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Tropical Freshwater Biology

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Organic pollution in a Niger Delta River receiving petrochemical effluents.

B.O. Chikere, G.C. Okpokwasili

Abstract


The influence of season on the pollution status of Eleme River by organic effluents was investigated. The results indicated that the highest dissolved oxygen value 6.4 mg/L obtained was in the rainy month of April while the lowest 3.3 mg/L was in the dry month of February. Higher BOD values and oil and grease contents were observed in the rainy than dry months. Also the dry months of October, December and February gave higher river phenol contents than the rainy months of April, June and August. The effluent samples had dissolved oxygen, BOD, oil and grease and phenol contents that ranged from 3.5 - 4.5 mg/L, 2.2 -3.4 mg/L, 2.3 - 8.9 mg/L and 0.23 - 0.42 mg/L, respectively. Anova results indicated significant difference (P0.05) in the dissolved oxygen level of stations 2 and 4 on the river and also effluent and station 4. So also were the BOD of the effluent and that of stations 2,3 and 4 on the river. Significant differences at (P0.05) were also observed in the oil and grease contents of the effluent and that of the stations on the river. Though most of the parameters monitored fell within internationally permissible levels for water intended for domestic and industrial use, some did not. Observation of high concentration of these properties in the petrochemical effluent indicates its high pollution potentials.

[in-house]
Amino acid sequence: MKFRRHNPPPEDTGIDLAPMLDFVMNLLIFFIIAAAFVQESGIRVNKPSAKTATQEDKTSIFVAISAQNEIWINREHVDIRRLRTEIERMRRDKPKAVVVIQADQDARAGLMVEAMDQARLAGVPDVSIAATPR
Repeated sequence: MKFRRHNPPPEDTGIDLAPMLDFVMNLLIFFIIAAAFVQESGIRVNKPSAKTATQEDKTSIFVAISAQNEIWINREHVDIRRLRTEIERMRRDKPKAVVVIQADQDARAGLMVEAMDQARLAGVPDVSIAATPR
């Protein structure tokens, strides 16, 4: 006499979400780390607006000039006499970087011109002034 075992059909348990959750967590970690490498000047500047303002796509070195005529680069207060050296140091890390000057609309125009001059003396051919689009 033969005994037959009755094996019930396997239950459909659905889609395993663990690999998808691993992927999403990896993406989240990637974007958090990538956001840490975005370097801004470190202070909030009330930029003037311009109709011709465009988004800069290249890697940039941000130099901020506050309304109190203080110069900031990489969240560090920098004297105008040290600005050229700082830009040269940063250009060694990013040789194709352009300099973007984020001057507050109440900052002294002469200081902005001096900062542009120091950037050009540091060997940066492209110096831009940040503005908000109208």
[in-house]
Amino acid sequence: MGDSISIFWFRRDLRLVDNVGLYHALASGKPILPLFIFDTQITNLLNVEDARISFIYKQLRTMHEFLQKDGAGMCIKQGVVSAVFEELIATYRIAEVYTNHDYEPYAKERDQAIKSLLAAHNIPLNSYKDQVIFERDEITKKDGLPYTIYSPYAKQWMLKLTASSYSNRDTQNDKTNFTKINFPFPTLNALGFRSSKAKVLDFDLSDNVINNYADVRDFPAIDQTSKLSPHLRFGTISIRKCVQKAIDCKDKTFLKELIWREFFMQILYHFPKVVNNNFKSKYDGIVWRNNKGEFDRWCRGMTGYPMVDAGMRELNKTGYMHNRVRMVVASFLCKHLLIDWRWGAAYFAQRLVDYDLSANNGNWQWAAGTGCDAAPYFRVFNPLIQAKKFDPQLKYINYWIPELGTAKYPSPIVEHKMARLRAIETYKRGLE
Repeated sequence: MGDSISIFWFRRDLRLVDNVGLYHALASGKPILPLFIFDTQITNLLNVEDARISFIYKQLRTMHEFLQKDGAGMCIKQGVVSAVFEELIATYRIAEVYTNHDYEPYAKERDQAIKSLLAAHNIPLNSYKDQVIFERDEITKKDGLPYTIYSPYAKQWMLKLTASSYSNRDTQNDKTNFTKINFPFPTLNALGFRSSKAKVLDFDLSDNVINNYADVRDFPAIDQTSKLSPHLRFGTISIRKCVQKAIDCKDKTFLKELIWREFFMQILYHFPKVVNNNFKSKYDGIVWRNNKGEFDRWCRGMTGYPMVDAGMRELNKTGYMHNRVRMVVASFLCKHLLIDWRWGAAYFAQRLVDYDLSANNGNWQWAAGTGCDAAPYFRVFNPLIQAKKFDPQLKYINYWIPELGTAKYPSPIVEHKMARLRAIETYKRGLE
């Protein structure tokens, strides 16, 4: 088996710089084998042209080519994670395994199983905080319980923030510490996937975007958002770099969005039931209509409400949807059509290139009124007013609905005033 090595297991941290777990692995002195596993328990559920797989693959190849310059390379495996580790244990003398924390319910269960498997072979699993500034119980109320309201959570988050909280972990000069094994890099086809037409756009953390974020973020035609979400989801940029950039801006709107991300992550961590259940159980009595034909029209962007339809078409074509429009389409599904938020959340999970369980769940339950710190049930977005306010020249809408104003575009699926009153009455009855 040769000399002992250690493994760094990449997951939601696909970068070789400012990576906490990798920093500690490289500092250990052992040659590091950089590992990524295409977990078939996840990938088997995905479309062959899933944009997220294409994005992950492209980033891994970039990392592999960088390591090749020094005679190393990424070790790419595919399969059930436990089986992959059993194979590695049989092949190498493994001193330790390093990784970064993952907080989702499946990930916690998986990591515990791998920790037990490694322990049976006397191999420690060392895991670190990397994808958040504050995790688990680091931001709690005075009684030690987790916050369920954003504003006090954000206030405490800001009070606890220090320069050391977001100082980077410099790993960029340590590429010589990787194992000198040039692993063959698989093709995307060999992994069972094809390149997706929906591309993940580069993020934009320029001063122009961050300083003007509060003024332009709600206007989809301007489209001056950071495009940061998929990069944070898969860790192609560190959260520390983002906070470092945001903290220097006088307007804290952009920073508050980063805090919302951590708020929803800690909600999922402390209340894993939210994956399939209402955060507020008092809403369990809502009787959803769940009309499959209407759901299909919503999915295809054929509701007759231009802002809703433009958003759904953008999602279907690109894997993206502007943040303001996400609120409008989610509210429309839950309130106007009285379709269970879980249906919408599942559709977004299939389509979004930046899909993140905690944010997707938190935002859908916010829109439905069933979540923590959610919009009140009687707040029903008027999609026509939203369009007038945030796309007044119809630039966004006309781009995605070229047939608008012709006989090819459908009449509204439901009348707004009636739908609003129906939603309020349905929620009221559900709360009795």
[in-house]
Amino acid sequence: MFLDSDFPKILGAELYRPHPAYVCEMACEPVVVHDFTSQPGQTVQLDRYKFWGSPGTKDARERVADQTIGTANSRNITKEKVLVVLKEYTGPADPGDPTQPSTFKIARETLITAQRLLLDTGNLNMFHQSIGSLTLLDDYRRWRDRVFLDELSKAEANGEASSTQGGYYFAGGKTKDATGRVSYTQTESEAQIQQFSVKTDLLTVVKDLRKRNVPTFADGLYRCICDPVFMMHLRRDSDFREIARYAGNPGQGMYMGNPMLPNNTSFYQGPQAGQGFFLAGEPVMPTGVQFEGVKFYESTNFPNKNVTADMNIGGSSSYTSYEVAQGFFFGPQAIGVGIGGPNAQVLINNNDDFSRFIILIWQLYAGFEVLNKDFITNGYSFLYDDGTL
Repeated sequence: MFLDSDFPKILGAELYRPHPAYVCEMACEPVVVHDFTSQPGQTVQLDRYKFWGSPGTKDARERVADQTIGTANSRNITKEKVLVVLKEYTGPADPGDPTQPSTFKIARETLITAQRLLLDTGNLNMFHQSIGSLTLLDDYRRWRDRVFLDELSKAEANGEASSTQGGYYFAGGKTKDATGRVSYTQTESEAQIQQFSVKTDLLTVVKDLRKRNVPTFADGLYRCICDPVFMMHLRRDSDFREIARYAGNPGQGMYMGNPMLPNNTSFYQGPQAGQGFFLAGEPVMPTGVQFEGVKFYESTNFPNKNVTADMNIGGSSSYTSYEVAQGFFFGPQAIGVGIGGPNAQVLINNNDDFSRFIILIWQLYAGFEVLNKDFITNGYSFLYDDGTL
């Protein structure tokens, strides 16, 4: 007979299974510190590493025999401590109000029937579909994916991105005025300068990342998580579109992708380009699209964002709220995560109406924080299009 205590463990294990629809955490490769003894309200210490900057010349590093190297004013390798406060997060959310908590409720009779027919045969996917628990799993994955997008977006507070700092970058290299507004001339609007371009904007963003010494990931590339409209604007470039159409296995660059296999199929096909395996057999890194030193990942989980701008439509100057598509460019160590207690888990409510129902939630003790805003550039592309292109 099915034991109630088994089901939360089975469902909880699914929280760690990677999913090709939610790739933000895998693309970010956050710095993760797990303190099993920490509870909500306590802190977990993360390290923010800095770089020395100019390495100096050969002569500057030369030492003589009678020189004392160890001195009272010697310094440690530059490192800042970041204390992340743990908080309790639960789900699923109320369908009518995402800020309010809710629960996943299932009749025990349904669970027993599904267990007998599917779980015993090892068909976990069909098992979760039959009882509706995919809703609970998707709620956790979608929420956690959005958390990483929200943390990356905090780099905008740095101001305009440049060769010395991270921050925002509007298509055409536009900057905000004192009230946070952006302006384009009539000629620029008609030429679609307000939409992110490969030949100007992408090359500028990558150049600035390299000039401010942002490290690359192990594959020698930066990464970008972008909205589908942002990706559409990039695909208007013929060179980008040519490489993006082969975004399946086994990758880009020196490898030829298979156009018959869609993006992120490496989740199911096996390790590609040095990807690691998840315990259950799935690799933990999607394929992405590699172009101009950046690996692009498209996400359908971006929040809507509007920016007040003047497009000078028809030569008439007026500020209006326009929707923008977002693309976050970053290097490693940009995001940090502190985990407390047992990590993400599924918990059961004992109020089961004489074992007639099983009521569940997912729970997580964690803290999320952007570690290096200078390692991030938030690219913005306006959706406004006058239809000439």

KEY WORDS: petrochemical effluents, organic pollution, potentials, biodiversity, productivity, aesthetics


Tropical Freshwater Biology, 10 (2001) 19 -33



http://dx.doi.org/10.4314/tfb.v10i1.20838
AJOL African Journals Online